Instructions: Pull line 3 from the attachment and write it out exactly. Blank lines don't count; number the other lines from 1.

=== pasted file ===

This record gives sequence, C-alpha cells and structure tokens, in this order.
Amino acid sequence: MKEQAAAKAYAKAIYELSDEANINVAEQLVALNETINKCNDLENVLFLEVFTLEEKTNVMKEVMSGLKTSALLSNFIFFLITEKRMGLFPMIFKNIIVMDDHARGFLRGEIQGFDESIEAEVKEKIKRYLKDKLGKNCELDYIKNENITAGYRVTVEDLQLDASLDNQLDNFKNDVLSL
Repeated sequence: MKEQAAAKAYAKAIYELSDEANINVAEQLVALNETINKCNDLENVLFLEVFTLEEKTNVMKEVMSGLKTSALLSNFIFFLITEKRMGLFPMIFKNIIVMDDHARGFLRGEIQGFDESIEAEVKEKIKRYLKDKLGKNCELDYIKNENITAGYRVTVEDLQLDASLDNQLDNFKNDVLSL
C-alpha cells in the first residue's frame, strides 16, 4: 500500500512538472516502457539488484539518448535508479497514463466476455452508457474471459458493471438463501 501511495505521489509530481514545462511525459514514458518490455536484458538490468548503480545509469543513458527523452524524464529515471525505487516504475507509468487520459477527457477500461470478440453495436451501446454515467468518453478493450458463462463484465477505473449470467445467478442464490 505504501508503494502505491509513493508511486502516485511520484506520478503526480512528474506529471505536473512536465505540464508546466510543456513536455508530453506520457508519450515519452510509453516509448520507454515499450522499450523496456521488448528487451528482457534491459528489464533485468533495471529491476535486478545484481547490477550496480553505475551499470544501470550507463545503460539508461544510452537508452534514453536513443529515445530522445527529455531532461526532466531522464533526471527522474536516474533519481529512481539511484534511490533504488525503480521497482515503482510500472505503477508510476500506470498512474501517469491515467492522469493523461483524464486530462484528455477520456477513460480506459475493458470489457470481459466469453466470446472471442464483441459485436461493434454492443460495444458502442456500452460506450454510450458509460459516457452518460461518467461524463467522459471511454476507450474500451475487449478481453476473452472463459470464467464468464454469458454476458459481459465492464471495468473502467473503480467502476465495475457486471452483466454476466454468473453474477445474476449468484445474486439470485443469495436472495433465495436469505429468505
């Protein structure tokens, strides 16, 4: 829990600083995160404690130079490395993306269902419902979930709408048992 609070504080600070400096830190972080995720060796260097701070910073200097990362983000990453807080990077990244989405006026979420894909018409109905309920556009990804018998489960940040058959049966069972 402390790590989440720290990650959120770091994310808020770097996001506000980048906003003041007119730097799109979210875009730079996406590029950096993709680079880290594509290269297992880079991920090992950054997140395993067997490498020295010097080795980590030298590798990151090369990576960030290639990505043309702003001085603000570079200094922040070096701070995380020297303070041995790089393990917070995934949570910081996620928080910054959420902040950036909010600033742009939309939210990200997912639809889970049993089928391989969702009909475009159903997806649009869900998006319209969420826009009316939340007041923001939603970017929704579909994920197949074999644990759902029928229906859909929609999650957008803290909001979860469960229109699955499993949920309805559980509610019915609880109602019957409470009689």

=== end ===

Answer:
Repeated sequence: MKEQAAAKAYAKAIYELSDEANINVAEQLVALNETINKCNDLENVLFLEVFTLEEKTNVMKEVMSGLKTSALLSNFIFFLITEKRMGLFPMIFKNIIVMDDHARGFLRGEIQGFDESIEAEVKEKIKRYLKDKLGKNCELDYIKNENITAGYRVTVEDLQLDASLDNQLDNFKNDVLSL